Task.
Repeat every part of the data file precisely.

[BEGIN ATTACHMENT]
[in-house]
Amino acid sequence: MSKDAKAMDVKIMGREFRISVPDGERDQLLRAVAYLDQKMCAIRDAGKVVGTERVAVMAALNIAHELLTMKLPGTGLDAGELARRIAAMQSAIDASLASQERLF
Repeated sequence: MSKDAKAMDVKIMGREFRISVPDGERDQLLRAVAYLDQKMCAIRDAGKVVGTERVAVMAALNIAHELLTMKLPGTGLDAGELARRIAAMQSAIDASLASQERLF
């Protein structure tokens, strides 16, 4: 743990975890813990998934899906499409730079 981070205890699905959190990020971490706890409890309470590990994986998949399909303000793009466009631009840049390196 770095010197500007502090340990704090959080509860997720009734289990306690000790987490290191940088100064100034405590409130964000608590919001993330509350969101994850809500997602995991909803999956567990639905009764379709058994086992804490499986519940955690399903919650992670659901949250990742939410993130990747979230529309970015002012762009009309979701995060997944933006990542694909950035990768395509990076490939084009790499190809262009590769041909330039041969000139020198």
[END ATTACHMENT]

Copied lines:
[in-house]
Amino acid sequence: MSKDAKAMDVKIMGREFRISVPDGERDQLLRAVAYLDQKMCAIRDAGKVVGTERVAVMAALNIAHELLTMKLPGTGLDAGELARRIAAMQSAIDASLASQERLF
Repeated sequence: MSKDAKAMDVKIMGREFRISVPDGERDQLLRAVAYLDQKMCAIRDAGKVVGTERVAVMAALNIAHELLTMKLPGTGLDAGELARRIAAMQSAIDASLASQERLF
């Protein structure tokens, strides 16, 4: 743990975890813990998934899906499409730079 981070205890699905959190990020971490706890409890309470590990994986998949399909303000793009466009631009840049390196 770095010197500007502090340990704090959080509860997720009734289990306690000790987490290191940088100064100034405590409130964000608590919001993330509350969101994850809500997602995991909803999956567990639905009764379709058994086992804490499986519940955690399903919650992670659901949250990742939410993130990747979230529309970015002012762009009309979701995060997944933006990542694909950035990768395509990076490939084009790499190809262009590769041909330039041969000139020198």